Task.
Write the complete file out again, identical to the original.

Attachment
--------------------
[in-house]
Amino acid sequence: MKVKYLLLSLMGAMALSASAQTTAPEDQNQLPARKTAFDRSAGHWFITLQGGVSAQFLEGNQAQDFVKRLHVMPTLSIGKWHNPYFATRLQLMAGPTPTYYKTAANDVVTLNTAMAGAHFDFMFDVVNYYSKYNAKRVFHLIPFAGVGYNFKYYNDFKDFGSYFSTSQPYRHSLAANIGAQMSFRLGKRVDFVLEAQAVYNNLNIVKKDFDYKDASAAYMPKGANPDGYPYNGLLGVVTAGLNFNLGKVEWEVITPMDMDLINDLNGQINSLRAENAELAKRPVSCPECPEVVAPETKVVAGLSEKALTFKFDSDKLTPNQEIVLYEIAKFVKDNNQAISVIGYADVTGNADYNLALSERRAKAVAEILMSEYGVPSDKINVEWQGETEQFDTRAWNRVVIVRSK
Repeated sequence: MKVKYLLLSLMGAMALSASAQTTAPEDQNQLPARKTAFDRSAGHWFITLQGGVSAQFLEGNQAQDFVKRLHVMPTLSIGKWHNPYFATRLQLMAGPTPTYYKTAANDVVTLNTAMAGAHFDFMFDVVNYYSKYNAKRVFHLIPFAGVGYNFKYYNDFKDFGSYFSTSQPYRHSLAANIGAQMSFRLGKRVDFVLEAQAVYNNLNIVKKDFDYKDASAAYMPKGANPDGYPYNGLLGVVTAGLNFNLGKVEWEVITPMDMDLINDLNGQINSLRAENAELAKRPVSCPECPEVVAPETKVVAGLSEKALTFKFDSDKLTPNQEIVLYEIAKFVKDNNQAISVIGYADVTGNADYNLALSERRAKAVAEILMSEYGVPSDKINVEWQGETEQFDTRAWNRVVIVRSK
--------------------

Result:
[in-house]
Amino acid sequence: MKVKYLLLSLMGAMALSASAQTTAPEDQNQLPARKTAFDRSAGHWFITLQGGVSAQFLEGNQAQDFVKRLHVMPTLSIGKWHNPYFATRLQLMAGPTPTYYKTAANDVVTLNTAMAGAHFDFMFDVVNYYSKYNAKRVFHLIPFAGVGYNFKYYNDFKDFGSYFSTSQPYRHSLAANIGAQMSFRLGKRVDFVLEAQAVYNNLNIVKKDFDYKDASAAYMPKGANPDGYPYNGLLGVVTAGLNFNLGKVEWEVITPMDMDLINDLNGQINSLRAENAELAKRPVSCPECPEVVAPETKVVAGLSEKALTFKFDSDKLTPNQEIVLYEIAKFVKDNNQAISVIGYADVTGNADYNLALSERRAKAVAEILMSEYGVPSDKINVEWQGETEQFDTRAWNRVVIVRSK
Repeated sequence: MKVKYLLLSLMGAMALSASAQTTAPEDQNQLPARKTAFDRSAGHWFITLQGGVSAQFLEGNQAQDFVKRLHVMPTLSIGKWHNPYFATRLQLMAGPTPTYYKTAANDVVTLNTAMAGAHFDFMFDVVNYYSKYNAKRVFHLIPFAGVGYNFKYYNDFKDFGSYFSTSQPYRHSLAANIGAQMSFRLGKRVDFVLEAQAVYNNLNIVKKDFDYKDASAAYMPKGANPDGYPYNGLLGVVTAGLNFNLGKVEWEVITPMDMDLINDLNGQINSLRAENAELAKRPVSCPECPEVVAPETKVVAGLSEKALTFKFDSDKLTPNQEIVLYEIAKFVKDNNQAISVIGYADVTGNADYNLALSERRAKAVAEILMSEYGVPSDKINVEWQGETEQFDTRAWNRVVIVRSK